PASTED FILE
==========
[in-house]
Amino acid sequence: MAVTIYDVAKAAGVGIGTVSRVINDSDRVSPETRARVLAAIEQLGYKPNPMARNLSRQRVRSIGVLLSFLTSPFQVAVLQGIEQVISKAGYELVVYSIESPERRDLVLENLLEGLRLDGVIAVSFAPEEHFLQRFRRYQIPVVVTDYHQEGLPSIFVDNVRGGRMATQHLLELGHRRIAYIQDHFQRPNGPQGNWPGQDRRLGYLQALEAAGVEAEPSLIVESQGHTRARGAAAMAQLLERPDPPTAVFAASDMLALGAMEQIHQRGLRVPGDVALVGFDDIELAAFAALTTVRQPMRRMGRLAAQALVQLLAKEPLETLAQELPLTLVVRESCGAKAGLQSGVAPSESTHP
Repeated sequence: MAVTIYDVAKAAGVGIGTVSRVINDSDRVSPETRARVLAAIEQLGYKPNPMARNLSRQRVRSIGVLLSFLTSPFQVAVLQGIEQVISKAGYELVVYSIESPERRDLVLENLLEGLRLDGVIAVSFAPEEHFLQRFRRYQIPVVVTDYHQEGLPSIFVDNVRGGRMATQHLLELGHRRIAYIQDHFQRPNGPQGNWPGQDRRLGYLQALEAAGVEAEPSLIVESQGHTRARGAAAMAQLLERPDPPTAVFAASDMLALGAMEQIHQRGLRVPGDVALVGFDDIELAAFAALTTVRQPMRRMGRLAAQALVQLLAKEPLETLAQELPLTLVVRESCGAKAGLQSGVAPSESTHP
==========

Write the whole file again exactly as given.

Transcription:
[in-house]
Amino acid sequence: MAVTIYDVAKAAGVGIGTVSRVINDSDRVSPETRARVLAAIEQLGYKPNPMARNLSRQRVRSIGVLLSFLTSPFQVAVLQGIEQVISKAGYELVVYSIESPERRDLVLENLLEGLRLDGVIAVSFAPEEHFLQRFRRYQIPVVVTDYHQEGLPSIFVDNVRGGRMATQHLLELGHRRIAYIQDHFQRPNGPQGNWPGQDRRLGYLQALEAAGVEAEPSLIVESQGHTRARGAAAMAQLLERPDPPTAVFAASDMLALGAMEQIHQRGLRVPGDVALVGFDDIELAAFAALTTVRQPMRRMGRLAAQALVQLLAKEPLETLAQELPLTLVVRESCGAKAGLQSGVAPSESTHP
Repeated sequence: MAVTIYDVAKAAGVGIGTVSRVINDSDRVSPETRARVLAAIEQLGYKPNPMARNLSRQRVRSIGVLLSFLTSPFQVAVLQGIEQVISKAGYELVVYSIESPERRDLVLENLLEGLRLDGVIAVSFAPEEHFLQRFRRYQIPVVVTDYHQEGLPSIFVDNVRGGRMATQHLLELGHRRIAYIQDHFQRPNGPQGNWPGQDRRLGYLQALEAAGVEAEPSLIVESQGHTRARGAAAMAQLLERPDPPTAVFAASDMLALGAMEQIHQRGLRVPGDVALVGFDDIELAAFAALTTVRQPMRRMGRLAAQALVQLLAKEPLETLAQELPLTLVVRESCGAKAGLQSGVAPSESTHP